International Classification of Diseases (ICD) is the international standard diagnostic classification for all general epidemiological, health management purposes and clinical use. These include the analysis of the general health situation of population groups and monitoring of the incidence and prevalence of diseases and other health problems in relation to other variables such as the characteristics and circumstances of the individuals affected, reimbursement, resource allocation, quality and guidelines.
International Classification of Diseases (ICD) provides systematic analysis, interpretation and comparison of morbidity data collected in different areas and at different times. It is a means of classifying medical terms and is defined as a system of categories to which morbid entries are assigned according to established criteria. It is used to support operational and strategic planning, resource utilisation, performance management, reimbursement, research and epidemiology.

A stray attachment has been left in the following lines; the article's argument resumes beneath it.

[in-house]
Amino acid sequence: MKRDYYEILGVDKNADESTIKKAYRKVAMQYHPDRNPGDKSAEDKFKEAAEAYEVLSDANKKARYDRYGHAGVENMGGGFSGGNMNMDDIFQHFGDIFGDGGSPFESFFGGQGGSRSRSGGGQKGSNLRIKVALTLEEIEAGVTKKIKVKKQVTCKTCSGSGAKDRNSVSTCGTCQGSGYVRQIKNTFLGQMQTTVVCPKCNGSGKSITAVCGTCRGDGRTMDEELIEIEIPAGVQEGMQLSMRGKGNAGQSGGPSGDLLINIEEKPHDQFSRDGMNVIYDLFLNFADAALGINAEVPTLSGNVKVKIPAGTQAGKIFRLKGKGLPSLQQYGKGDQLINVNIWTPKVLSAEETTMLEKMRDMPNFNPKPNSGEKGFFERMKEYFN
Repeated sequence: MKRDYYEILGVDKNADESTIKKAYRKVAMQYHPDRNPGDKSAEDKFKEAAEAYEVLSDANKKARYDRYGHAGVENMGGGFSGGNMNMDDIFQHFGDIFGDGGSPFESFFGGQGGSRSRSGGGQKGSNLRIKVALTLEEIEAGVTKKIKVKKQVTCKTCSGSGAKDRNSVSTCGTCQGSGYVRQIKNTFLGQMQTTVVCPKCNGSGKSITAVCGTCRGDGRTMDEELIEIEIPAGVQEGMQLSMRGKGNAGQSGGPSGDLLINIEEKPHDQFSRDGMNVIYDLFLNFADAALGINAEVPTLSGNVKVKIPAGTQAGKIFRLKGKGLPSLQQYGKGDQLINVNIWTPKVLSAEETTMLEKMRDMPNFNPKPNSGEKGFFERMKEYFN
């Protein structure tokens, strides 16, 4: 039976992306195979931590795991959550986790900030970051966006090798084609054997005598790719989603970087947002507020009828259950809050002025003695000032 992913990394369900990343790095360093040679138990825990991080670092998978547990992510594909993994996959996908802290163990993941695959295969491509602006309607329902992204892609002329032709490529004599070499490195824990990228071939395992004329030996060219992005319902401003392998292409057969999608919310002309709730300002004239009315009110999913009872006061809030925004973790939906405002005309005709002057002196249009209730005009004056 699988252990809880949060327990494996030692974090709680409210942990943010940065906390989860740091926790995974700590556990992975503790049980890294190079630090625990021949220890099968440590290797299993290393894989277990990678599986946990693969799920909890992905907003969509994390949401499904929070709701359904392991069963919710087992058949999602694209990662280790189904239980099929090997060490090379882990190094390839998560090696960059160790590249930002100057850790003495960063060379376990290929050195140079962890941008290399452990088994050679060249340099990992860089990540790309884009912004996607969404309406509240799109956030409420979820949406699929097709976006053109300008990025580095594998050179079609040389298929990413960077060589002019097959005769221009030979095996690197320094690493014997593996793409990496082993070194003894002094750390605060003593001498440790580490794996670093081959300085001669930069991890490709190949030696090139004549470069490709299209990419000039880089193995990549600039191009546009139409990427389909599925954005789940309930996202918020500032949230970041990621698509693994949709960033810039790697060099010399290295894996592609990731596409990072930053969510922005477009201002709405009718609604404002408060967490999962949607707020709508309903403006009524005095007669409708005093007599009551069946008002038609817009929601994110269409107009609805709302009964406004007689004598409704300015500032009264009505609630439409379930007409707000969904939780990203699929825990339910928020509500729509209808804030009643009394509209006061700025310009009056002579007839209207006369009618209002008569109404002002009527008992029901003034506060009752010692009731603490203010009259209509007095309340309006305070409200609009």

It is published by the World Health Organisation and further information is available from the World Health Organisation website.
The classifications are revised periodically and national Information Standards and Data Collections (including Extractions) requiring International Classification of Diseases (ICD) coding should use the latest mandated version of the International Classification of Diseases (ICD) as given in the table below.
|Year||Revision and Edition|
|Up to 31 March 1995||9th Revision|
|01-Apr-1995 to 31-Mar-2004||10th Revision|
|01-Apr-2004 to 31-Mar-2012||10th Revision - Reprinted (with corrections and updates) 2000|
|01-Apr-2012 to 31-Mar-2016||10th Revision 4th Edition|
|01-Apr-2016 until further notification||10th Revision 5th Edition|
For details on current versions and further information, see the NHS England website at: Clinical Classifications.